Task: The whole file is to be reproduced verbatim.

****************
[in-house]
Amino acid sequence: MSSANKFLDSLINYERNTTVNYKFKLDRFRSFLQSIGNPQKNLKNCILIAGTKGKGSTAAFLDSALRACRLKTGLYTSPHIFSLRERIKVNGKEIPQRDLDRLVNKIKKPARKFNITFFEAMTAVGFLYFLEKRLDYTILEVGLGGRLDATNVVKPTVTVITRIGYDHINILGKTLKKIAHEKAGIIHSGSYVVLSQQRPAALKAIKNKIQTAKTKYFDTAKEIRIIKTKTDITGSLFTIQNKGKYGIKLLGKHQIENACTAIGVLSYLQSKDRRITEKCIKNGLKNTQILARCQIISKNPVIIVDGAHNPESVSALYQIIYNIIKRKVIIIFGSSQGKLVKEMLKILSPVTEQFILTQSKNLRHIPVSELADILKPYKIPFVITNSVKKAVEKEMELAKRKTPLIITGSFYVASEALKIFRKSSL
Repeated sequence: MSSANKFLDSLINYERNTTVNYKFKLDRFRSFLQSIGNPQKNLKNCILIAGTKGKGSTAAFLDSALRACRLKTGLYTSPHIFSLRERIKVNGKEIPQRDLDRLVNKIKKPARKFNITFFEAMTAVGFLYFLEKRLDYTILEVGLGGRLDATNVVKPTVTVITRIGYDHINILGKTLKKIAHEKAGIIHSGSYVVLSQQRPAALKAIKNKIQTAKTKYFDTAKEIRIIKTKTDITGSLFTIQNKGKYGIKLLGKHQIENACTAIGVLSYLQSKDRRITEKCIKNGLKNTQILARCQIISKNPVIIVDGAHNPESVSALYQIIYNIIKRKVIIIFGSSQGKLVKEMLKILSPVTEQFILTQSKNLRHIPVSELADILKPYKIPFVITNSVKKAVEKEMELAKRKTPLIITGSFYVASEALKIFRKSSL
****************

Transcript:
[in-house]
Amino acid sequence: MSSANKFLDSLINYERNTTVNYKFKLDRFRSFLQSIGNPQKNLKNCILIAGTKGKGSTAAFLDSALRACRLKTGLYTSPHIFSLRERIKVNGKEIPQRDLDRLVNKIKKPARKFNITFFEAMTAVGFLYFLEKRLDYTILEVGLGGRLDATNVVKPTVTVITRIGYDHINILGKTLKKIAHEKAGIIHSGSYVVLSQQRPAALKAIKNKIQTAKTKYFDTAKEIRIIKTKTDITGSLFTIQNKGKYGIKLLGKHQIENACTAIGVLSYLQSKDRRITEKCIKNGLKNTQILARCQIISKNPVIIVDGAHNPESVSALYQIIYNIIKRKVIIIFGSSQGKLVKEMLKILSPVTEQFILTQSKNLRHIPVSELADILKPYKIPFVITNSVKKAVEKEMELAKRKTPLIITGSFYVASEALKIFRKSSL
Repeated sequence: MSSANKFLDSLINYERNTTVNYKFKLDRFRSFLQSIGNPQKNLKNCILIAGTKGKGSTAAFLDSALRACRLKTGLYTSPHIFSLRERIKVNGKEIPQRDLDRLVNKIKKPARKFNITFFEAMTAVGFLYFLEKRLDYTILEVGLGGRLDATNVVKPTVTVITRIGYDHINILGKTLKKIAHEKAGIIHSGSYVVLSQQRPAALKAIKNKIQTAKTKYFDTAKEIRIIKTKTDITGSLFTIQNKGKYGIKLLGKHQIENACTAIGVLSYLQSKDRRITEKCIKNGLKNTQILARCQIISKNPVIIVDGAHNPESVSALYQIIYNIIKRKVIIIFGSSQGKLVKEMLKILSPVTEQFILTQSKNLRHIPVSELADILKPYKIPFVITNSVKKAVEKEMELAKRKTPLIITGSFYVASEALKIFRKSSL